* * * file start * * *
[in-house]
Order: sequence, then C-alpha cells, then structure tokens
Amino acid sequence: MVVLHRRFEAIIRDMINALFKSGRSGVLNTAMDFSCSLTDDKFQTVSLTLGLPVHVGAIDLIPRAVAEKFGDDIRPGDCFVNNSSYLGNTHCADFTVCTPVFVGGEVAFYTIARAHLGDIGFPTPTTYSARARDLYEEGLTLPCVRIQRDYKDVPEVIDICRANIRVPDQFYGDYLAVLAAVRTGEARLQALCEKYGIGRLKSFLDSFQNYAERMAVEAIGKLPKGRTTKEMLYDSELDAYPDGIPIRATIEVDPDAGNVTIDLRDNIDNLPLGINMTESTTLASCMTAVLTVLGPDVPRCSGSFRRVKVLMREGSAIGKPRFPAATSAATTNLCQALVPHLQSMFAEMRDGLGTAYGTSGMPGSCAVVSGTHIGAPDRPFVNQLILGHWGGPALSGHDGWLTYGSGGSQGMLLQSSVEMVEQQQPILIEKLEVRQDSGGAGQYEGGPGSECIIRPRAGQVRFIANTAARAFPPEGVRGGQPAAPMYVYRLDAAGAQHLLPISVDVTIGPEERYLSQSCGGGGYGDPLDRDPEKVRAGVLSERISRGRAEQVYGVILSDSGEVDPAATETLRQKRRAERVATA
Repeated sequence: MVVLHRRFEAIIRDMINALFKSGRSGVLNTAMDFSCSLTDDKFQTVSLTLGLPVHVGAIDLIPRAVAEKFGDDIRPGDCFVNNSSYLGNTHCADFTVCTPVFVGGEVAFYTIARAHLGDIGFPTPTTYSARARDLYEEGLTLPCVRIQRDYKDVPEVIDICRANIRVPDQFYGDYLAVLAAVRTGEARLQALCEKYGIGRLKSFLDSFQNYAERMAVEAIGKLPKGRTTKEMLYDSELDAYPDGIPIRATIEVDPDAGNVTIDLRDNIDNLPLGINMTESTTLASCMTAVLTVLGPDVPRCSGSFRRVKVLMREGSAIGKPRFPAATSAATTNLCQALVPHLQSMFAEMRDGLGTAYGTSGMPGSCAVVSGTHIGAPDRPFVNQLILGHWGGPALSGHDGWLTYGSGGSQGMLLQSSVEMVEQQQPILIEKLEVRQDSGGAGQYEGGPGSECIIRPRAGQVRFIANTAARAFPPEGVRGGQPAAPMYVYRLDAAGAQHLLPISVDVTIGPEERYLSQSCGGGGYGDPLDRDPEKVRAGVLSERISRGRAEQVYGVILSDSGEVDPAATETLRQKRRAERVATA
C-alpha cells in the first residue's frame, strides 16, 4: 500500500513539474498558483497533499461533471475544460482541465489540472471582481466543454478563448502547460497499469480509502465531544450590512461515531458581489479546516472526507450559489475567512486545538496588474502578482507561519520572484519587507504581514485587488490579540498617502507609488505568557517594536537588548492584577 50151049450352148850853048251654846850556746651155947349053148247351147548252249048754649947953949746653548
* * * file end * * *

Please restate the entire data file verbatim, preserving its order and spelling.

[in-house]
Order: sequence, then C-alpha cells, then structure tokens
Amino acid sequence: MVVLHRRFEAIIRDMINALFKSGRSGVLNTAMDFSCSLTDDKFQTVSLTLGLPVHVGAIDLIPRAVAEKFGDDIRPGDCFVNNSSYLGNTHCADFTVCTPVFVGGEVAFYTIARAHLGDIGFPTPTTYSARARDLYEEGLTLPCVRIQRDYKDVPEVIDICRANIRVPDQFYGDYLAVLAAVRTGEARLQALCEKYGIGRLKSFLDSFQNYAERMAVEAIGKLPKGRTTKEMLYDSELDAYPDGIPIRATIEVDPDAGNVTIDLRDNIDNLPLGINMTESTTLASCMTAVLTVLGPDVPRCSGSFRRVKVLMREGSAIGKPRFPAATSAATTNLCQALVPHLQSMFAEMRDGLGTAYGTSGMPGSCAVVSGTHIGAPDRPFVNQLILGHWGGPALSGHDGWLTYGSGGSQGMLLQSSVEMVEQQQPILIEKLEVRQDSGGAGQYEGGPGSECIIRPRAGQVRFIANTAARAFPPEGVRGGQPAAPMYVYRLDAAGAQHLLPISVDVTIGPEERYLSQSCGGGGYGDPLDRDPEKVRAGVLSERISRGRAEQVYGVILSDSGEVDPAATETLRQKRRAERVATA
Repeated sequence: MVVLHRRFEAIIRDMINALFKSGRSGVLNTAMDFSCSLTDDKFQTVSLTLGLPVHVGAIDLIPRAVAEKFGDDIRPGDCFVNNSSYLGNTHCADFTVCTPVFVGGEVAFYTIARAHLGDIGFPTPTTYSARARDLYEEGLTLPCVRIQRDYKDVPEVIDICRANIRVPDQFYGDYLAVLAAVRTGEARLQALCEKYGIGRLKSFLDSFQNYAERMAVEAIGKLPKGRTTKEMLYDSELDAYPDGIPIRATIEVDPDAGNVTIDLRDNIDNLPLGINMTESTTLASCMTAVLTVLGPDVPRCSGSFRRVKVLMREGSAIGKPRFPAATSAATTNLCQALVPHLQSMFAEMRDGLGTAYGTSGMPGSCAVVSGTHIGAPDRPFVNQLILGHWGGPALSGHDGWLTYGSGGSQGMLLQSSVEMVEQQQPILIEKLEVRQDSGGAGQYEGGPGSECIIRPRAGQVRFIANTAARAFPPEGVRGGQPAAPMYVYRLDAAGAQHLLPISVDVTIGPEERYLSQSCGGGGYGDPLDRDPEKVRAGVLSERISRGRAEQVYGVILSDSGEVDPAATETLRQKRRAERVATA
C-alpha cells in the first residue's frame, strides 16, 4: 500500500513539474498558483497533499461533471475544460482541465489540472471582481466543454478563448502547460497499469480509502465531544450590512461515531458581489479546516472526507450559489475567512486545538496588474502578482507561519520572484519587507504581514485587488490579540498617502507609488505568557517594536537588548492584577 50151049450352148850853048251654846850556746651155947349053148247351147548252249048754649947953949746653548